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Oscar Martinez, Latino


I was born and raised in Worthington. My parents were both born in Durango, Mexico and they met there. Before both my parents crossed the border my father worked as a seasonal field worker in California. For awhile he traveled back and forth. Both of my parents wanted to raise their children in Mexico but they knew it wouldn't be ideal. They finally decided it was best to raise a family in the states and so they moved to Fresno, California. My older brother and sister were born in Fresno. In 1999, they decided to move to Worthington because one of my uncles told my dad about work here. A year later, I was born. Since I was born, I would travel every year to Mexico until I was 14. I then again traveled back when I was 17.


Growing up was an emotional time because when you're young you're so innocent and when you start getting older things become more clear. I remember entering middle school and seeing groups form and you start to see the groups are based off of race. I realized that I mostly hung out with Hispanic people. I noticed a lot of Caucasian people hung out together, Asian-Americans, and African-Americans. Everyone would still say hi to each other but you knew there were specific group friends. Once I got to the 7th grade, most of my friends were transferred to the ALC (Area Learning Center). I was left alone and didn't have anyone to talk to. I was given a chance to go to summer school. I did not want to go to the ALC so I did my work and told myself that when I go back to the middle school I'm not going to be someone who talks to no one. I had to get out of my shell. It was weird because when the first thing I did was just talking to people next to me, and they were a bunch of Caucasian kids. And they were very surprised I started talking to them, but they didn't like push me away. I remember a lot of my friends when I told them who I started talking to they would be like, "Oh, so you turning on us now?" From then on, I talked to everyone and I would sit at different people's at lunch everyday. Then high school came and freshman year changed. Due to the A, B, and C lunches friend groups would scatter and so more people were open to speaking with others who don't look like them. Even in high school there were racial comments made but I didn't let it bug me. I feel like those people who make racist comments want me to get mad and they want the attention but I don't give it to them.


For example, some students at the high school were involved in the A Day Without Immigrants. A lot of people who were not part of the march were yelling negative things at us. Things they said were, "Get off the street!" and they'd say racial slurs. Many of my friends were getting mad because they were offensive words but I knew if we gave them what they wanted we could only let them win and end up getting more in trouble. Other racist moments I have been through have been with my family and getting pulled over for little things by cops. From these experiences, I've learned to not get mad because I know it can only create more problems.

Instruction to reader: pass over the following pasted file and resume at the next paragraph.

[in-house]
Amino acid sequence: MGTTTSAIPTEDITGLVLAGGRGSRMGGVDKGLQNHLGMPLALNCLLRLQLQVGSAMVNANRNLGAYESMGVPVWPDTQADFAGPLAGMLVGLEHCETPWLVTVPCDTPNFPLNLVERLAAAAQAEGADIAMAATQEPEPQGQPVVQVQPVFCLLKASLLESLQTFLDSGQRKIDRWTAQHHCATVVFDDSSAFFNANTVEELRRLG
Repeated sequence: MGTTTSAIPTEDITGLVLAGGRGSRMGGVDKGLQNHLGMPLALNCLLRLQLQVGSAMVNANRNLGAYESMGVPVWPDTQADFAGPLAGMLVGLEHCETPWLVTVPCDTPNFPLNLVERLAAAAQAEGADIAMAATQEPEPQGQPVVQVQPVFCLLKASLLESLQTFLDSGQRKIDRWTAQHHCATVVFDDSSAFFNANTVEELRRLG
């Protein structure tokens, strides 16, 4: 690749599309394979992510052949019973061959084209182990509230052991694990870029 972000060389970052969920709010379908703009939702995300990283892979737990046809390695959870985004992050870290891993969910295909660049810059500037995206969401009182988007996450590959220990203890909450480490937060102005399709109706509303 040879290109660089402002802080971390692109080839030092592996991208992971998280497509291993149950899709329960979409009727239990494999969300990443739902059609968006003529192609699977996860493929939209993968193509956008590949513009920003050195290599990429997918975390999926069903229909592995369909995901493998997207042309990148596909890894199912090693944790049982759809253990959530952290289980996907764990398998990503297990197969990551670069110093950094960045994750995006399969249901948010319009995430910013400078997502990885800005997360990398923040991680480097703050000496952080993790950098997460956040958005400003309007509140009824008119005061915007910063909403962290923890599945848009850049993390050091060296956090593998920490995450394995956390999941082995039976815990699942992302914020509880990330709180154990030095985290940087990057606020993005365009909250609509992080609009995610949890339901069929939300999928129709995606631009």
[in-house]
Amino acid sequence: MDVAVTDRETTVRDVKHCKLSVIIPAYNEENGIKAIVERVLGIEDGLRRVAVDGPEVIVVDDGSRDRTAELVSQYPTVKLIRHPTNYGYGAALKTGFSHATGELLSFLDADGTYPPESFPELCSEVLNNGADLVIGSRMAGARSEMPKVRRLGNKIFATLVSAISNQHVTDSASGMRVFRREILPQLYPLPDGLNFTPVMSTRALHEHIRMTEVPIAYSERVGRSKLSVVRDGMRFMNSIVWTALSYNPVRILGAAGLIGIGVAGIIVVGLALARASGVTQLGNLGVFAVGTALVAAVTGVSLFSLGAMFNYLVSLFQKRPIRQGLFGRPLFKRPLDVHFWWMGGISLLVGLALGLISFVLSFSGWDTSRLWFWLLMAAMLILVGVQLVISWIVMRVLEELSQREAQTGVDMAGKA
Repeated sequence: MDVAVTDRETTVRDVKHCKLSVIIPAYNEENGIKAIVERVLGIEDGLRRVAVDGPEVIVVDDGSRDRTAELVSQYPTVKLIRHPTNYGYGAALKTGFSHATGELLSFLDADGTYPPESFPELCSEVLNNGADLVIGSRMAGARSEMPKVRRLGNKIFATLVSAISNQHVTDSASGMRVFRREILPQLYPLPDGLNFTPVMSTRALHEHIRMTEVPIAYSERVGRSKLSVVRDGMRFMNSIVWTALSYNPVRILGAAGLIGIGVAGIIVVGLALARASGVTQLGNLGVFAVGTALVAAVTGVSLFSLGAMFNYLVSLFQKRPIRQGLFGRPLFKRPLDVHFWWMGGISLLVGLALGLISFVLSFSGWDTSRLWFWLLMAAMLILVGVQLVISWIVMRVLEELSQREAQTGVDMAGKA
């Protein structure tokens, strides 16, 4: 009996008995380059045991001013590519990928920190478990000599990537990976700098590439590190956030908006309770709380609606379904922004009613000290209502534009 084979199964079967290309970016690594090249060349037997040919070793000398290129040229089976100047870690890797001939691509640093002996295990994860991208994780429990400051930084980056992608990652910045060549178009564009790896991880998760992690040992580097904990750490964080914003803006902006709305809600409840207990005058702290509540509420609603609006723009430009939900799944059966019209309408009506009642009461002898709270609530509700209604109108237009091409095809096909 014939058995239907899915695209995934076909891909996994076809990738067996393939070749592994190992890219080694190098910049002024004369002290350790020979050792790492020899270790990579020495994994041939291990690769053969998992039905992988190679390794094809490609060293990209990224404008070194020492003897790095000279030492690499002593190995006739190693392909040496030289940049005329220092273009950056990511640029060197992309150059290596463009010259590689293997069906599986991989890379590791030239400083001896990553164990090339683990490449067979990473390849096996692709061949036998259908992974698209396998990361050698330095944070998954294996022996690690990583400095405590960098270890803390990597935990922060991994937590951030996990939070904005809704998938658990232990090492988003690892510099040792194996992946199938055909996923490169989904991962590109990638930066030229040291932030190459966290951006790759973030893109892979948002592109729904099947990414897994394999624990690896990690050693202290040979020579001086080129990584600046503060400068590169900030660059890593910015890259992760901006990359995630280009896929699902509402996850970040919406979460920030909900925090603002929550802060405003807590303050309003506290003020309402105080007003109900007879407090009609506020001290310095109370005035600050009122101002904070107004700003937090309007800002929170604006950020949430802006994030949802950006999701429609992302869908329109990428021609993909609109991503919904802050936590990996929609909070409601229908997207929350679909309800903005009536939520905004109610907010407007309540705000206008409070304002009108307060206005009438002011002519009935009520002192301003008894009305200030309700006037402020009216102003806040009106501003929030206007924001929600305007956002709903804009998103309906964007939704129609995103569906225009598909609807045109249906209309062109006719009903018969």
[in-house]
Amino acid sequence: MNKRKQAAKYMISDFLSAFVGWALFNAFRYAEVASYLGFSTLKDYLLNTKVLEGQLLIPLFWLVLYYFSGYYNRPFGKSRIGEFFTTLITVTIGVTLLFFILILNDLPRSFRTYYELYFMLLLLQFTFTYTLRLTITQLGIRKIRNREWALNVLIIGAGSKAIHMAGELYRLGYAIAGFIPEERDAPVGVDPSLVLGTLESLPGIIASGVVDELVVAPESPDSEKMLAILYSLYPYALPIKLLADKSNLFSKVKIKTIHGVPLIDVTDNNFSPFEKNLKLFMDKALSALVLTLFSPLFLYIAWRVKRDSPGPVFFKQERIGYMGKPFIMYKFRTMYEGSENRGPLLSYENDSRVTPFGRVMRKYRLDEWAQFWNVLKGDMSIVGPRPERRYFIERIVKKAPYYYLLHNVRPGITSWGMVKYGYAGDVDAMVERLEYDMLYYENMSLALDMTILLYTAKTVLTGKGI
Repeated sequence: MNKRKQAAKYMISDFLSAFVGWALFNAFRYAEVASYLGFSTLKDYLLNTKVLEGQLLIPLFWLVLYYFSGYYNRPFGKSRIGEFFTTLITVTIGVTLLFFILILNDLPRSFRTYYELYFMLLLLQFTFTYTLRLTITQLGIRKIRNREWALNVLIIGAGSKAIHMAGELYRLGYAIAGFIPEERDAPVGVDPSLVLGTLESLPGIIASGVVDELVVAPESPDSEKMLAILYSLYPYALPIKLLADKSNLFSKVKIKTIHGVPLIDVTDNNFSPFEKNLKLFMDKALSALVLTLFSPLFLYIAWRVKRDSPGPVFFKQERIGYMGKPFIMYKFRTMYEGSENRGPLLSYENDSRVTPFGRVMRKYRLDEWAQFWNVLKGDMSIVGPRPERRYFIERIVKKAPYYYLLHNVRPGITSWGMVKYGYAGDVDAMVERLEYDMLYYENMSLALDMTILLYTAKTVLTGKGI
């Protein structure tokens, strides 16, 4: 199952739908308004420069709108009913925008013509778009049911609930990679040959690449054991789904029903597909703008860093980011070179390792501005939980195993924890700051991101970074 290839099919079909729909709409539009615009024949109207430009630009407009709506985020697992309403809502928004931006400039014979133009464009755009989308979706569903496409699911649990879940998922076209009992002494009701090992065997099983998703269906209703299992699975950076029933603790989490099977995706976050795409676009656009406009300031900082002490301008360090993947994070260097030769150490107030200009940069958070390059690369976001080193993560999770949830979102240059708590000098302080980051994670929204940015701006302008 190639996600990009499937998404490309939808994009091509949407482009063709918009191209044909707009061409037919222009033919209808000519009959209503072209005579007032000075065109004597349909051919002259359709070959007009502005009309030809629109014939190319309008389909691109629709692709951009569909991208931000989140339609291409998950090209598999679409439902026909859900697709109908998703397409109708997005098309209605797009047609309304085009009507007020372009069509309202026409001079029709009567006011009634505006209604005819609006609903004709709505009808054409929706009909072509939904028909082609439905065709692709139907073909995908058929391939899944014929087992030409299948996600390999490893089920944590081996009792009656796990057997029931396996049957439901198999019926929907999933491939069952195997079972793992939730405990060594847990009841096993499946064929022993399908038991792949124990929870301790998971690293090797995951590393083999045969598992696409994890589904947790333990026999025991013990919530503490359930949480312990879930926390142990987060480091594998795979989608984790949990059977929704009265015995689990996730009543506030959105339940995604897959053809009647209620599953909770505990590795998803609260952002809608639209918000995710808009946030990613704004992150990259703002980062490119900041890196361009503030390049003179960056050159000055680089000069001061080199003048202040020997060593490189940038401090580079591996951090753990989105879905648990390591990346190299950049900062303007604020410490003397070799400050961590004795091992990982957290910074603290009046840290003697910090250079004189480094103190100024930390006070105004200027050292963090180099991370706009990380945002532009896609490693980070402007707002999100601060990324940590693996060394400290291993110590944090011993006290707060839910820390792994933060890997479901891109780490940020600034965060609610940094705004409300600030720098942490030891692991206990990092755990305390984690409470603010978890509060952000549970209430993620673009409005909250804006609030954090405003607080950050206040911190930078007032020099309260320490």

Hopes for the Community:

Worthington is a wonderful town there's always going to be downsides. I wish people would see our town as what it is, a town full of culture, diversity and people from all over the world. At the end of the day I would like to come back to town and I would maybe raise a family in this town. I'd also be interested in helping build this town as a city councilmember or sitting on a board. I feel like there is a lot this community needs and already has. The youth don't have a lot of things to do. At this point, this town has a lot of car dealerships and gas stations. I know people who are in power are working on it but I don't think they see how important diversity is to continue building this town up.


Hopes for Me:

I graduated from WHS in 2018. I hope to go to Minnesota West and become a teacher to teach ESL (English as a Second Language) and History. There were different opportunities that came up in my last few years of high school and I learned that I like to teach and be around young students. I was able to SVS (insert what SVS stands for) for an ESL class and I really enjoyed that. Receiving kind words from the students touched my heart because I knew I was able to make a small difference in their lives.


I feel like it's kind of my job to make the most out of the opportunities that come up. I feel like any child of immigrants, one of their main goals in life is to do more with life because of the big step our parents made when they decided to migrate. My goal in life is to be in a place where I can support my parents so they don't have to work anymore. I feel like that's kind of what every child of immigrants wants to have so when their parents retire we can help suppor them and they can just relax and enjoy life.

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